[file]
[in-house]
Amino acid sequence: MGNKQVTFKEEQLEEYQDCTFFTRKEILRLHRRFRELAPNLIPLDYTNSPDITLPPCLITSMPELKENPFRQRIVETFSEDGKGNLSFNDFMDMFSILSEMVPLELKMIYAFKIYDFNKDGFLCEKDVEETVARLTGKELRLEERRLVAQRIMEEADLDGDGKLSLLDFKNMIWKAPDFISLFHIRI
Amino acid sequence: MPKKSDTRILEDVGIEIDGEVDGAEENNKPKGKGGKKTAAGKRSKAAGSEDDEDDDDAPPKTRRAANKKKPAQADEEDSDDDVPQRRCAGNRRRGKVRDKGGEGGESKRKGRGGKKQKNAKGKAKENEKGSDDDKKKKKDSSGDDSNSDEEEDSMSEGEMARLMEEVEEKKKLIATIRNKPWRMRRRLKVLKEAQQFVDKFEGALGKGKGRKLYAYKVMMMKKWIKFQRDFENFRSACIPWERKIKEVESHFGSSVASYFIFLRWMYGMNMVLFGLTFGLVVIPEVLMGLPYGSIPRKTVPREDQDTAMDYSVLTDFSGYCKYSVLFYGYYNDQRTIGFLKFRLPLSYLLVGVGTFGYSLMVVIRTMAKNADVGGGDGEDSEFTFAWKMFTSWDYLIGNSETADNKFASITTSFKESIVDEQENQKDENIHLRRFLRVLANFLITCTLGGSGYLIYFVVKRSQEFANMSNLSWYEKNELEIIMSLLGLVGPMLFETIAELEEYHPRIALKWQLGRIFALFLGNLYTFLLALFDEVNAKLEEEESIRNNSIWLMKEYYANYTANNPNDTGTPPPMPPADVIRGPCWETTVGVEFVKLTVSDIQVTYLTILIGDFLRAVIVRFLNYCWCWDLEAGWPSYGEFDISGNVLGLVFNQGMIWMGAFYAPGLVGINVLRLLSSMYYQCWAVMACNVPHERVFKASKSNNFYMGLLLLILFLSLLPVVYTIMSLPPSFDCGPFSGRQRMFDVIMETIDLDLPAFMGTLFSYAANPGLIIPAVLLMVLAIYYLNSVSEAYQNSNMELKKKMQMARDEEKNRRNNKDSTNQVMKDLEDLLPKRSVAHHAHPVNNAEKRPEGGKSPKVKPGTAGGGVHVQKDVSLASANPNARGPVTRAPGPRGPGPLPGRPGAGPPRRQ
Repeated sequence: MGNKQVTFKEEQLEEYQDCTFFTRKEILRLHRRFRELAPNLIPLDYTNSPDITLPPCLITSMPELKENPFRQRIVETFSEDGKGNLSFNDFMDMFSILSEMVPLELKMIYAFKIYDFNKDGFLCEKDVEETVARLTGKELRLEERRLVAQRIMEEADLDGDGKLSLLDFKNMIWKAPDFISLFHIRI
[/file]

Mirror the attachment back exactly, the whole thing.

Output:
[in-house]
Amino acid sequence: MGNKQVTFKEEQLEEYQDCTFFTRKEILRLHRRFRELAPNLIPLDYTNSPDITLPPCLITSMPELKENPFRQRIVETFSEDGKGNLSFNDFMDMFSILSEMVPLELKMIYAFKIYDFNKDGFLCEKDVEETVARLTGKELRLEERRLVAQRIMEEADLDGDGKLSLLDFKNMIWKAPDFISLFHIRI
Amino acid sequence: MPKKSDTRILEDVGIEIDGEVDGAEENNKPKGKGGKKTAAGKRSKAAGSEDDEDDDDAPPKTRRAANKKKPAQADEEDSDDDVPQRRCAGNRRRGKVRDKGGEGGESKRKGRGGKKQKNAKGKAKENEKGSDDDKKKKKDSSGDDSNSDEEEDSMSEGEMARLMEEVEEKKKLIATIRNKPWRMRRRLKVLKEAQQFVDKFEGALGKGKGRKLYAYKVMMMKKWIKFQRDFENFRSACIPWERKIKEVESHFGSSVASYFIFLRWMYGMNMVLFGLTFGLVVIPEVLMGLPYGSIPRKTVPREDQDTAMDYSVLTDFSGYCKYSVLFYGYYNDQRTIGFLKFRLPLSYLLVGVGTFGYSLMVVIRTMAKNADVGGGDGEDSEFTFAWKMFTSWDYLIGNSETADNKFASITTSFKESIVDEQENQKDENIHLRRFLRVLANFLITCTLGGSGYLIYFVVKRSQEFANMSNLSWYEKNELEIIMSLLGLVGPMLFETIAELEEYHPRIALKWQLGRIFALFLGNLYTFLLALFDEVNAKLEEEESIRNNSIWLMKEYYANYTANNPNDTGTPPPMPPADVIRGPCWETTVGVEFVKLTVSDIQVTYLTILIGDFLRAVIVRFLNYCWCWDLEAGWPSYGEFDISGNVLGLVFNQGMIWMGAFYAPGLVGINVLRLLSSMYYQCWAVMACNVPHERVFKASKSNNFYMGLLLLILFLSLLPVVYTIMSLPPSFDCGPFSGRQRMFDVIMETIDLDLPAFMGTLFSYAANPGLIIPAVLLMVLAIYYLNSVSEAYQNSNMELKKKMQMARDEEKNRRNNKDSTNQVMKDLEDLLPKRSVAHHAHPVNNAEKRPEGGKSPKVKPGTAGGGVHVQKDVSLASANPNARGPVTRAPGPRGPGPLPGRPGAGPPRRQ
Repeated sequence: MGNKQVTFKEEQLEEYQDCTFFTRKEILRLHRRFRELAPNLIPLDYTNSPDITLPPCLITSMPELKENPFRQRIVETFSEDGKGNLSFNDFMDMFSILSEMVPLELKMIYAFKIYDFNKDGFLCEKDVEETVARLTGKELRLEERRLVAQRIMEEADLDGDGKLSLLDFKNMIWKAPDFISLFHIRI